KUALA LUMPUR, May 20 — Mondelēz International, manufacturer of Cadbury Dairy Milk chocolate and Oreo biscuits, has taken various measures to mitigate the effects of global cost-push inflation to ensure that its products remain affordable and of the same high quality, said managing director for Malaysia and Singapore Narmeen Khan.
This is particularly with respect to transportation, packaging, edible oils, and dairy, as well as supply-chain bottlenecks, she told Bernama.
Narmeen, who assumed the position in February 2022, said Mondelēz is not excluded from experiencing inflation across markets, including in Malaysia.
“Due to the steep increase in costs across the entire value chain, particularly in commodities, logistics, and packaging, product repricing is one of the considerations, but as previously disclosed, we are taking proactive measures in 2022 to reshape our portfolio, with a focus on core products and best-selling items.
“Other considerations include enhancing existing distribution and expanding into channels with rapid growth to minimise cost effects to guarantee our products remain affordable,” she said.
On Mondelez’s investment in Malaysia, Narmeen said the fast-moving consumer goods maker would continue to invest in its current facilities in Shah Alam, Selangor, and Prai, Penang, to increase capacity to meet demand, while simultaneously innovating to reduce energy, water and carbon emissions to foster a sustainable production process.
Narmeen said the two facilities play a critical role in the overall supply chain, serving local and export markets across Southeast Asia. “Although we are not planning any expansion in the near future, our manufacturing plants are vital to the overall supply chain, and the pandemic has caused numerous disruptions. However, we have a clear strategic plan to help us maintain agility, execution, and continuity.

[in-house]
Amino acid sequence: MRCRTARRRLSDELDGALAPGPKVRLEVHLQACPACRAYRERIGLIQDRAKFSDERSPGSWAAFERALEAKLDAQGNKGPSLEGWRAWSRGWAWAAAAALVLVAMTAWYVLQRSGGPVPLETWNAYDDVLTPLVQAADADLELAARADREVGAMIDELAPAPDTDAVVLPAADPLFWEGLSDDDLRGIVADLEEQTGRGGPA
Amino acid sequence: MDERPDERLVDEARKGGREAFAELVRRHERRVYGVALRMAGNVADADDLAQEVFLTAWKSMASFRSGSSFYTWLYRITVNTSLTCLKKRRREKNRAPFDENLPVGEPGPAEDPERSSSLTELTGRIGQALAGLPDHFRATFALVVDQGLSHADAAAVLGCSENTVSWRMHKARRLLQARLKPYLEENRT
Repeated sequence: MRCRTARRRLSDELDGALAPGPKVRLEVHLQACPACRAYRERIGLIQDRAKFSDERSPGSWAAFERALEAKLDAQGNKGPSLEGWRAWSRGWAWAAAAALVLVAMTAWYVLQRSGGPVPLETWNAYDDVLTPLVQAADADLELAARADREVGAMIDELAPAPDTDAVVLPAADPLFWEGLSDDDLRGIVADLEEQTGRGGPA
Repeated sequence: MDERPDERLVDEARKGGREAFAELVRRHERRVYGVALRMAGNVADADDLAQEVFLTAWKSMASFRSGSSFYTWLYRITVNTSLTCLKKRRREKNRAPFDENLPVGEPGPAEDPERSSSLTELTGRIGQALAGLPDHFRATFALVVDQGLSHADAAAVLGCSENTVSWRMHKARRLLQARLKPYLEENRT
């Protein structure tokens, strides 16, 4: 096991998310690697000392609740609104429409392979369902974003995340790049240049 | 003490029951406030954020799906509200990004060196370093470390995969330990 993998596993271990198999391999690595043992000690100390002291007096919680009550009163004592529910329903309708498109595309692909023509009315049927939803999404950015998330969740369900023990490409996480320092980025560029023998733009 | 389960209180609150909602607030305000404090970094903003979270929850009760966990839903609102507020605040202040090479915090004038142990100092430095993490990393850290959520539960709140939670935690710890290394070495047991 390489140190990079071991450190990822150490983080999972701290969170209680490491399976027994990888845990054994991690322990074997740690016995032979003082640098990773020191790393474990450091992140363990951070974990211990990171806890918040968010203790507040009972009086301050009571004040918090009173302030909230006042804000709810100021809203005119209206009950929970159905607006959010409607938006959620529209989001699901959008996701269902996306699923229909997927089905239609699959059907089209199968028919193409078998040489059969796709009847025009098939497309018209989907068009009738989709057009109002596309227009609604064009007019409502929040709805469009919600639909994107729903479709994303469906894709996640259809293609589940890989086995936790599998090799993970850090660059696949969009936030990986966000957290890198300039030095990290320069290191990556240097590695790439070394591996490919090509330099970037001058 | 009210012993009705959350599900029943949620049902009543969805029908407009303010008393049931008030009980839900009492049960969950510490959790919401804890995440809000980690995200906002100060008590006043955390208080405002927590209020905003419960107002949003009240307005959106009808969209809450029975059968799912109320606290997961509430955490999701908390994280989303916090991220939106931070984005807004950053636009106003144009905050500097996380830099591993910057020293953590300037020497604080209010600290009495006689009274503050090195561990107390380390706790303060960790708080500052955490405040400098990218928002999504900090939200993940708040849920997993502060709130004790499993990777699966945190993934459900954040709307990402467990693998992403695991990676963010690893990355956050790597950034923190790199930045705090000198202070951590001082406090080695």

“Most importantly, it strengthens our commitment to our core values, one of which is doing the right thing for our employees, consumers, customers, and community,” she said.
Narmeen said Mondelez’s growth has been consistent with market trends, and despite challenging times, the company has maintained its leadership positions in different categories.
“We ranked first in the chocolates segment, dominating around 30 per cent of the market share with Cadbury Dairy Milk being the largest contributor; we also topped the biscuits category with brands like Oreo, Jacob’s, Chipsmore and Tiger.
Narmeen said these categories continue to be key growth drivers, contributing over 80 per cent of revenue in Malaysia. Historically, both segments have been durable in both developed and emerging markets, with substantial room to expand per capita consumption.
Globally, Mondelēz International said in a May 10, 2022 release that the Nasdaq-listed company is reshaping its portfolio with the long-term goal to accelerate growth to generate 90 per cent of its revenue from chocolate, biscuits, and baked snacks.
Core categories would be strengthened in major markets by leveraging iconic brands to establish multi-category leadership positions and by expanding its distribution in high-growth channels, the release said.
Additionally, after concluding a strategic review over the past year, it aims to sell its (chewing) gum business in developed markets but retain the emerging market gum business. It will also divest its global cough-drops Halls business.
Meanwhile, on palm oil usage, Narmeen said that Mondelēz accounts for only about 0.5 per cent of global consumption, and that 98 per cent of its palm oil consumption is sourced from suppliers aligned to Mondelēz 2020 Palm Oil Action Plan; Mondelez is striving to hit 100 per cent by 2025. “Apart from ensuring our suppliers adhere to our principles, we continuously engage the industry with an interest in environmental and social aspects. The road to sustainable sources and fair trade in palm oil production requires close collaboration with all actors in the supply chain, from growers to suppliers and buyers, as well as governments and non-governmental organizations,” she added.
On the global anti-palm oil lobby, she sait the company is actively working with suppliers to ensure the commodity is environmentally produced.
“Our Palm Oil Action Plan outlines a set of principles on direct suppliers to escalate the transition to sustainable practices across the sector and we take this matter seriously and have in fact excluded 12 companies from our supply chain due to breaches,” she said, declining to elaborate further. She added that the company is unable to share the specifics of the companies excluded but assured that it is buying from suppliers whose production principles are at one with Mondelez. — Bernama